With no fans in attendance and a reduced number of athletes joining the parade, the Tokyo Olympics' Opening Ceremony officially kicked off the Summer Games on Friday as tennis star Naomi Osaka lit the cauldron.
The ceremony drew to a close around midnight in Japan as a spectacular firework display illuminated the Tokyo night sky.
The surreal circumstances of the Games' curtain raiser — unlike any other previous opening ceremony — provided a glimpse of what is to come over the next 16 days with the coronavirus pandemic set to loom large over proceedings.
In case you missed it, here's what happened at the Opening Ceremony:
The attendance: According to Tokyo 2020 organizers, 950 people attended the opening ceremony — only a handful in a venue with a capacity of 68,000 — as the 206 delegations competing were officially welcomed to the Games. US first lady Jill Biden and French President Emmanuel Macron attended the event. With athletes expected to arrive in the Olympic Village five days prior to their competition and depart a maximum of two days after, fewer took part in the parade of nations compared to previous Olympics. Team USA, for example, had more than 200 athletes walking through the stadium out of a team that is over 600 strong, while 63 of Australia's 472 athletes took part.
Tongan Pita Taufatofua made a return: Taufatofua first caught the attention of Olympic spectators in Rio five years ago when he appeared shirtless wearing traditional Tongan dress and covered in oil. He then repeated the act at the PyeongChang Winter Olympics two years later. However, Taufatofua had competition this time around, with Vanuatu's flag-bearer, rower Riilio Rii, also coming out shirtless and oiled.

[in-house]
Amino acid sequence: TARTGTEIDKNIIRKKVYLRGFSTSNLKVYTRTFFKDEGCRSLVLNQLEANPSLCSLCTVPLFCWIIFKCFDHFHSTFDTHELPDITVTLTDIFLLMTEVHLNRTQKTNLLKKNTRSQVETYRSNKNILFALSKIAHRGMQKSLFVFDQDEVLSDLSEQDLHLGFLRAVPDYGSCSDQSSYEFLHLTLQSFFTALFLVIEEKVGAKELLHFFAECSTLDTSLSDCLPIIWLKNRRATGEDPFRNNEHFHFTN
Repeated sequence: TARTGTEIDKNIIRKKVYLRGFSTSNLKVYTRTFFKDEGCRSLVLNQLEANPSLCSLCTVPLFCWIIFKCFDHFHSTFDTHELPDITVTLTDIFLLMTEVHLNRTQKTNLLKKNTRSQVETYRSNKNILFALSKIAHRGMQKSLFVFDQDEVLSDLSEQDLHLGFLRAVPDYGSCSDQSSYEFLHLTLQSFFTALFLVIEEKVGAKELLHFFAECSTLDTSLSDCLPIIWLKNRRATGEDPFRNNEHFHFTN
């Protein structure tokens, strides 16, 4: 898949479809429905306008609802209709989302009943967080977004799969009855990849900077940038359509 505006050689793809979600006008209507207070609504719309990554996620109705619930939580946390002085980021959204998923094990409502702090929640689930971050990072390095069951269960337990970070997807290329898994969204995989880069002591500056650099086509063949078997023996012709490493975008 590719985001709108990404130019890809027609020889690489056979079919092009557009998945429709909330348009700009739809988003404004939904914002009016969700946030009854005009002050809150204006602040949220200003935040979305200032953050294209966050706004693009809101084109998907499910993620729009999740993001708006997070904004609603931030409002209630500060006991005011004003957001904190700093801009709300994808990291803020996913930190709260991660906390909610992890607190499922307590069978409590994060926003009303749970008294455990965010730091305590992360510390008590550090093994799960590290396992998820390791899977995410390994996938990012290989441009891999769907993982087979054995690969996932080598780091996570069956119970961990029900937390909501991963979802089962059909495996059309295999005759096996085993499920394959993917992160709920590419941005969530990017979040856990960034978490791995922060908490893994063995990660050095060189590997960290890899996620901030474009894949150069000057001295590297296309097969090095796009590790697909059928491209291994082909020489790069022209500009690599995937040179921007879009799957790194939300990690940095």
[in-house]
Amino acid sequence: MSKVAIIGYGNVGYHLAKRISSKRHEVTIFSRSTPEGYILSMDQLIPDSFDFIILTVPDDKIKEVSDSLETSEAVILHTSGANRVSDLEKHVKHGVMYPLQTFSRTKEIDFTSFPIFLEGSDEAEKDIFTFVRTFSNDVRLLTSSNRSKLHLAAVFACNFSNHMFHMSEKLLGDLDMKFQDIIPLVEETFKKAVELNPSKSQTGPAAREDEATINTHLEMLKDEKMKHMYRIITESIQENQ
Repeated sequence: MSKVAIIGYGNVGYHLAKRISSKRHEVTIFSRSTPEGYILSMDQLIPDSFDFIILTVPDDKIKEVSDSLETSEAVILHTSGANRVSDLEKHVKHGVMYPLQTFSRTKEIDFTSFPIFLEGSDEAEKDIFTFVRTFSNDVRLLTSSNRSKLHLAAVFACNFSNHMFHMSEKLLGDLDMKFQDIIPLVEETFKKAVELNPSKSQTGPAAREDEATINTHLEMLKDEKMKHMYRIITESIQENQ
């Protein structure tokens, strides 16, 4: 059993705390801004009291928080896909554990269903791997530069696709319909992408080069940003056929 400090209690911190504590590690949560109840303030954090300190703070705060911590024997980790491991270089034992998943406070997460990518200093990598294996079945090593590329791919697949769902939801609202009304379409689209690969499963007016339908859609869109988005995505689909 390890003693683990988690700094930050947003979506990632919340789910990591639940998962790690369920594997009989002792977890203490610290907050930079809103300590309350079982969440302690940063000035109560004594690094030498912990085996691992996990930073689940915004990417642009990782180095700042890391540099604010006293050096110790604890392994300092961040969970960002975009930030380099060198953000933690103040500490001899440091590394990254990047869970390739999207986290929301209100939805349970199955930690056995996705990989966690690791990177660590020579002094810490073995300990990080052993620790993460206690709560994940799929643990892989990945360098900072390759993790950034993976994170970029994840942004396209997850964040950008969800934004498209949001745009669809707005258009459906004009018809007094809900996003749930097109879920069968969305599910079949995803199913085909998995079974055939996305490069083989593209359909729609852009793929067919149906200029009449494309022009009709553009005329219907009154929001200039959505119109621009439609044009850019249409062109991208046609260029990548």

Athletes remained socially distant: Many of the athletes remained socially distant as they walked through the stadium, but others — such as Argentina and Portugal — were exuberant, breaking into cheering and dancing. The procession began with Greece, the first nation to host the modern Olympic Games, whose athletes were followed by those from the 29-strong Refugee Olympic Team, which debuted at the 2016 Rio Olympics. It concluded with the US and France — the two countries hosting the next two editions of the Games — and finally Japan.
Covid-19 victims remembered: There were also tributes to those who have lost their lives during the pandemic, as well as to the 11 Israeli athletes killed in a terror attack at the 1972 Munich Olympics. How the coronavirus pandemic has affected athletes over the past 18 months was also acknowledged. Japanese boxer and nurse Arisa Tsubata — whose Olympic dreams were dashed when a qualifying event was canceled — was seen running alone on a treadmill in darkness at the start of the opening ceremony.
What to expect next: Starting Saturday, the first medals of the Games will be distributed; after months of challenges and uncertainties, Olympic organizers will finally be able to let sport do the talking.
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